A: In love, it’s the little things that count, like keeping your boyfriend’s food warm while he’s in your closet talking to another woman.
There’s apparently a thin line between contempt and hate. The way another man would gaze lovingly at the spray of his girlfriend’s freckles, your boyfriend only has eyes for your dinner — lest you have .16 of an ounce more mashed potatoes than he does. When he grabs a handful off your plate, you may finally squeak out a word or two in protest. He’ll of course do the gentlemanly thing — plug his ears and start mooing at the top of his lungs.
You only mention emotional abuse, but like a woman who’s always “falling down the stairs” and giving herself a black eye, you’ve probably been living for scraps — the declarations of love between the abuse, or the declarations you used to get. This has you asking the entirely wrong question, “Is this relationship worth trying to save?” The essential question (about this or any relationship) is “Does this person make me feel happy — and loved?” And in this case, the answer to that question is another question: “Hey, anybody know anybody who delivers moving boxes 24/7?”
As you’ve seen, denying reality doesn’t make it go away; it allows ugly behavior to become “the new normal” — until you find yourself wondering whether to get a second phone line and an outlet for a hotplate installed in the closet. You point yourself toward happier times by being honest about the relationship you have instead of pretending it’s the relationship you want. This takes accepting that being human means being prone to emotionally-driven errors in judgment — in this case, maybe because you are longing for love, are loath to admit to another failed romantic investment, and dread being alone. Of course, as I’ve written before, there’s nothing lonelier than feeling alone while in a relationship with somebody else — especially somebody who claims to love you and then shows it by bringing absolutely nothing to the table but a finely-calibrated scale.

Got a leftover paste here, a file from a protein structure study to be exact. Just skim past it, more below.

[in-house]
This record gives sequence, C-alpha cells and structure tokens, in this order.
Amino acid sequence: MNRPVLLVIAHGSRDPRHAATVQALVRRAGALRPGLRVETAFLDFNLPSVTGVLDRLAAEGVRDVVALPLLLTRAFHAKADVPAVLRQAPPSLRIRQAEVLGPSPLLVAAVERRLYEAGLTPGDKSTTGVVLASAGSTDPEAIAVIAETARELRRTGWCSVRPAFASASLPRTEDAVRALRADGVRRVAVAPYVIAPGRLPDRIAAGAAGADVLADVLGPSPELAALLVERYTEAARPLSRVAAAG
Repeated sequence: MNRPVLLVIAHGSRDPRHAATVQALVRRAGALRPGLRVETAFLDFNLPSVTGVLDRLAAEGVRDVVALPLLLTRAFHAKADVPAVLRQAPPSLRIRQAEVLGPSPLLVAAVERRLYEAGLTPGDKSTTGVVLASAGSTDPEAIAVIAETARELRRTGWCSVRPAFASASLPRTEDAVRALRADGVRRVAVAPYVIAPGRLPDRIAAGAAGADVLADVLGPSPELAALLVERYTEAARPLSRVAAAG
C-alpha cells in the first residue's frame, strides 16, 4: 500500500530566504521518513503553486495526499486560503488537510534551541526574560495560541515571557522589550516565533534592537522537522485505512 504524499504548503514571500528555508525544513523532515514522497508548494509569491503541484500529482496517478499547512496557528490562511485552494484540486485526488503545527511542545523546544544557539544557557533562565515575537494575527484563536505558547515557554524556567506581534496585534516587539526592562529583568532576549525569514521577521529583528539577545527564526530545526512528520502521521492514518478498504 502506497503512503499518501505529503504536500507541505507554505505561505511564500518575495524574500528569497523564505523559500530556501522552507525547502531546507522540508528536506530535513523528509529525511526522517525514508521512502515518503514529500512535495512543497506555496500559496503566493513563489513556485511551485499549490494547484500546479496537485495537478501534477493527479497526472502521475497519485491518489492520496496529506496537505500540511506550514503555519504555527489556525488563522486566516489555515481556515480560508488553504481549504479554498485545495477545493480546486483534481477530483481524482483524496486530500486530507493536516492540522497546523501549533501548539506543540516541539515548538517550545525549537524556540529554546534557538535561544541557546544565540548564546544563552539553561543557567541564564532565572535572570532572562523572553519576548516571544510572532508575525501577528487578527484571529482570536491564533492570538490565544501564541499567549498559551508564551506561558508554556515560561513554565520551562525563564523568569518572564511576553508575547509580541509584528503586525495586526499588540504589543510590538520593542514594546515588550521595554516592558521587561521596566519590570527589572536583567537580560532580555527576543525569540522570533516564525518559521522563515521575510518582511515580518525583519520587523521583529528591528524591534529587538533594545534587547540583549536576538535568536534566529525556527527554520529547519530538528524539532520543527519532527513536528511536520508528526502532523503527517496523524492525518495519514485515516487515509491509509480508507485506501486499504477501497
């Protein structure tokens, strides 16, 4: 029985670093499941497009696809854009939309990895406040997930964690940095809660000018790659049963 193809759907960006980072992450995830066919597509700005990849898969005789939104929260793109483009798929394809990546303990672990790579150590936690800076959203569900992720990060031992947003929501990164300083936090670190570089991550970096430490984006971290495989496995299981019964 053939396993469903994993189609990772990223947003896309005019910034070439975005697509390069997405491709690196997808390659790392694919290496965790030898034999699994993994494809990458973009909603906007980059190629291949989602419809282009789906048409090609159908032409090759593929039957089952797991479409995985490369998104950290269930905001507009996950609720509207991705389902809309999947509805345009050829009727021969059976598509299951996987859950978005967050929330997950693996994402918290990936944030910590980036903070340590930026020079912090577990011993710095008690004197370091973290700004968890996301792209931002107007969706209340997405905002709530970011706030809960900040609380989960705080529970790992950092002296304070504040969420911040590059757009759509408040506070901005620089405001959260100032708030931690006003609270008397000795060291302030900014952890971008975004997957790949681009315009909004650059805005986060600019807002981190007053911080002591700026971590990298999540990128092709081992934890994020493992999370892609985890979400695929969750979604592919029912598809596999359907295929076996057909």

Q: Say you're engaged and mutually decide to end the relationship. What’s the socially-acceptable amount of time you should wait before dating again? In this age of social networking and constant sharing of photos and events, we’re almost back to a small-town model where people are privy to all our business. It’s likely a guy would see that I’d only been out of an engagement a short time and get worried.
— Three Months Single
A: The Internet can make a lot of first-date conversation seem irrelevant. Before you even sit down at the restaurant, there’s a good chance your date’s hacked into your Facebook page, dug up your parole officer’s home phone number, Google-Earthed your house from space and then zoomed in to see how you look weeding in a bikini. But what he can’t know from Web searches are the nuances, like whether you might be somebody who was out of her relationship in her head long before she could, for example, figure out how to divide the dog. If that’s the case, just be open with the guys you date about your circumstances. Some guys may rule you out before you get a chance to explain. But remember the stuff you probably complain about with your girlfriends, like how a hot woman can cause the male IQ to plunge to that of a jelly sandwich. If a guy’s into you, he’ll probably go out with you first and worry later about minor details — like, say, how your last five boyfriends all appear to have committed suicide by shooting themselves in the back.
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